About the size of toenail clippings, planarians are freshwater flatworms that can re-form from tiny slivers. This feature not only lets them repair themselves, but it lets them reproduce by breaking apart and then creating new worms. Many planarian bodily systems operate like ours. By studying how these features are reconstituted as the worms regenerate, scientists might move one step closer to replacing human tissue and cells lost to disease or injury. This image shows a cross-section of a flatworm. The magenta clusters and green specks throughout the planarian are structures that push waste toward bile ducts. The structures, which comprise the animal's excretory system, are like our kidneys in that they are lined with specialized cells. The ducts employ filtration methods similar to our kidneys, too. One key difference, though, is that flatworms can regenerate their excretory systems from next to nothing. To better understand how this regeneration happens, researchers removed the heads from planarians and watched as new excretory systems grew within a week. They uncovered a gene, EGFR5, that is necessary for the excretory structures to re-form during regeneration and for maintaining them in the intact animal. Studying similar genes in mammals could shed light on how we maintain our kidneys—and might repair damaged ones. Read more...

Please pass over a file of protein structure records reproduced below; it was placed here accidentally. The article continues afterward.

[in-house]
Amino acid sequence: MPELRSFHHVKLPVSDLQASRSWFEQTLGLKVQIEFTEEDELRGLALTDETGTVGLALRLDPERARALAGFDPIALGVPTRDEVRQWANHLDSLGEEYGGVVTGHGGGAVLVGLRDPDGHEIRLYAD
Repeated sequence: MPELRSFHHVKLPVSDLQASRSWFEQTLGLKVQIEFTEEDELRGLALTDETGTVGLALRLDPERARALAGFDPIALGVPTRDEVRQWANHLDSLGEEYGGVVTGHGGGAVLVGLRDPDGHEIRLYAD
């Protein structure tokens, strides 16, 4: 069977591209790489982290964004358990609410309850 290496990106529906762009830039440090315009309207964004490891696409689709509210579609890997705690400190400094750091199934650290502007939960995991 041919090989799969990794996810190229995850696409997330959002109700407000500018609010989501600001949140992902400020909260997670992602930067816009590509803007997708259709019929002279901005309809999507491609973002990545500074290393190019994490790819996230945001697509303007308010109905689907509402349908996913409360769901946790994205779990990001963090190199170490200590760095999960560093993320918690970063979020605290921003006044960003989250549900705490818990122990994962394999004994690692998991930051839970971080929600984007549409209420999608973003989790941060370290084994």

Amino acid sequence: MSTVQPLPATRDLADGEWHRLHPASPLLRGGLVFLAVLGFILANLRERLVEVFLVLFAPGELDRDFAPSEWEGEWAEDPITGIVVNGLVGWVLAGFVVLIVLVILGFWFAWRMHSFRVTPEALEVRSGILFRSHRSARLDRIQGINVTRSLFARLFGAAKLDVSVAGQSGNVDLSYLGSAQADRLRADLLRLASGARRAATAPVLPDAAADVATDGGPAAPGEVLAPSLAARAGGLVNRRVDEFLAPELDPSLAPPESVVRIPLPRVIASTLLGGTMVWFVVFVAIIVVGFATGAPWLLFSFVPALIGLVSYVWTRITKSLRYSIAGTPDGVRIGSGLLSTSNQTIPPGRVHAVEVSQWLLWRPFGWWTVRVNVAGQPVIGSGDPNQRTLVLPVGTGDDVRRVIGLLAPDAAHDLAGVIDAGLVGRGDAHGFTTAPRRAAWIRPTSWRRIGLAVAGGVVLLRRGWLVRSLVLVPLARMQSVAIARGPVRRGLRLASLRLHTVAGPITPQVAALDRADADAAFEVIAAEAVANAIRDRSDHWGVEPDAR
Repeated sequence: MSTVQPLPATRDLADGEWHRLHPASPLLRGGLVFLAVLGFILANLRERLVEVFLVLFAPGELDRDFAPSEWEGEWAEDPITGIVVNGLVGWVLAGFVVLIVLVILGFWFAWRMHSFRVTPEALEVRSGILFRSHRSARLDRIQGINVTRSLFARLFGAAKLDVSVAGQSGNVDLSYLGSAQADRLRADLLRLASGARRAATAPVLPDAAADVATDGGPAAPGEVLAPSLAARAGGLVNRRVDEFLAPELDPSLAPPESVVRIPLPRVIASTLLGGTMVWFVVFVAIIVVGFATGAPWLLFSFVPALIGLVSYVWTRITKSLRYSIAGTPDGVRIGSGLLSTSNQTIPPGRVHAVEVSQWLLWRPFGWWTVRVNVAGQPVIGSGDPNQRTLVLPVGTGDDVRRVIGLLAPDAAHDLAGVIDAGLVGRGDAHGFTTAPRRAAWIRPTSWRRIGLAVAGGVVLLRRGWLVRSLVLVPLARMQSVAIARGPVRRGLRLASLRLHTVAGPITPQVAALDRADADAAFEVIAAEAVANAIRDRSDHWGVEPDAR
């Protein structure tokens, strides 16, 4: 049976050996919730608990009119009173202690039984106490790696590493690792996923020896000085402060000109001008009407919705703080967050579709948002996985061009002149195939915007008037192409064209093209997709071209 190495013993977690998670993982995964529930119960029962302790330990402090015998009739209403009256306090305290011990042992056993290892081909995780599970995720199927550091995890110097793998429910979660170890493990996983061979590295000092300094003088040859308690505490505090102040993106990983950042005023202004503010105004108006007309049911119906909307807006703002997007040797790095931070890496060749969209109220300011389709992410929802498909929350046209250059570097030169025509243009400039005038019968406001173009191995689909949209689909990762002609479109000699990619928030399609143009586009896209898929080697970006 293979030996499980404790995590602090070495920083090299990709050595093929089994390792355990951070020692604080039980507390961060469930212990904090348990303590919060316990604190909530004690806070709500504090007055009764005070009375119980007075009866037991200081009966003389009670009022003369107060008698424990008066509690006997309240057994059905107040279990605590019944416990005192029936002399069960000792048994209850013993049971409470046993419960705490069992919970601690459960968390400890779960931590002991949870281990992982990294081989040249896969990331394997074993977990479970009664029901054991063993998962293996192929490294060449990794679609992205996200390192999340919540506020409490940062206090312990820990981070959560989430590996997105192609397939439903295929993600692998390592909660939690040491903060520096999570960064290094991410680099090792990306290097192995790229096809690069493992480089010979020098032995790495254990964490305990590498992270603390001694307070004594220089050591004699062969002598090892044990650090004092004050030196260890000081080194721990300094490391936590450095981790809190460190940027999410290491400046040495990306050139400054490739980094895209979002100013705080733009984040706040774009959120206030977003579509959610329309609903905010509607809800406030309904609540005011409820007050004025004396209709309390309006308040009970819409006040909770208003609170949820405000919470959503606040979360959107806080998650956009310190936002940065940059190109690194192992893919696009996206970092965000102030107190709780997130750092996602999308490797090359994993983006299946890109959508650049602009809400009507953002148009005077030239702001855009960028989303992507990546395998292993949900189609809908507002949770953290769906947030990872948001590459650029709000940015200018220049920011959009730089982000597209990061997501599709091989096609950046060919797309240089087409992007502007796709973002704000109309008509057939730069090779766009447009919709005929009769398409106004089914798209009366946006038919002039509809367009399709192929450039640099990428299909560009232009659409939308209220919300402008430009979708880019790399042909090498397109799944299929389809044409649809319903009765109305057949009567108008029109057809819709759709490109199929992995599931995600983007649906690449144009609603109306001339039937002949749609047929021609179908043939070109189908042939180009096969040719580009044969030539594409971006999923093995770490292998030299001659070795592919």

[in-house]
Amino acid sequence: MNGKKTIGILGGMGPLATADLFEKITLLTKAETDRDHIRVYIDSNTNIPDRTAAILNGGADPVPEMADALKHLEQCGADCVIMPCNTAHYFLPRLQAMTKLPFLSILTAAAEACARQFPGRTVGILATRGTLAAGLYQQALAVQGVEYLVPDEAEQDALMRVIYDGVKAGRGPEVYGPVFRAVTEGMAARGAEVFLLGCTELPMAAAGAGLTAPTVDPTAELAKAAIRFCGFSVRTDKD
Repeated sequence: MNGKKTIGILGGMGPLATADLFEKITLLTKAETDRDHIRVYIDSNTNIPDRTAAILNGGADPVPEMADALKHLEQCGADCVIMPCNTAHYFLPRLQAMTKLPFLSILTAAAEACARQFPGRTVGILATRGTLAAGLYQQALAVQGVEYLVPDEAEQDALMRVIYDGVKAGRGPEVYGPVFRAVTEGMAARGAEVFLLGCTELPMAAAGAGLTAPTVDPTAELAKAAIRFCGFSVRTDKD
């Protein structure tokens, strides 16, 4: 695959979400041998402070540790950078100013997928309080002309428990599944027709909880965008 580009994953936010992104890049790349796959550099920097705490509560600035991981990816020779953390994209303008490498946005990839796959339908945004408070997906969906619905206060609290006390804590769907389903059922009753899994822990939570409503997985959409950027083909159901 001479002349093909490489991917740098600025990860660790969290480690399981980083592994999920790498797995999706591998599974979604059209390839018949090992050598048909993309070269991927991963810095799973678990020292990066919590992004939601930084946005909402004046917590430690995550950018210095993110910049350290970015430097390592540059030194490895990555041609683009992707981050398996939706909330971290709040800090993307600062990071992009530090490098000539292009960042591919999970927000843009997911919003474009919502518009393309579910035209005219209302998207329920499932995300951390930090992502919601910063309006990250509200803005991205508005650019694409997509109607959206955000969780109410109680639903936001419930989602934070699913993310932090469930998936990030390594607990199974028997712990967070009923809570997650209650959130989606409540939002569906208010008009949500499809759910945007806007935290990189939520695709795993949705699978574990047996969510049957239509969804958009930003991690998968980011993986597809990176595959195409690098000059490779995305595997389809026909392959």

Featured in the August 16, 2012, issue of Biomedical Beat.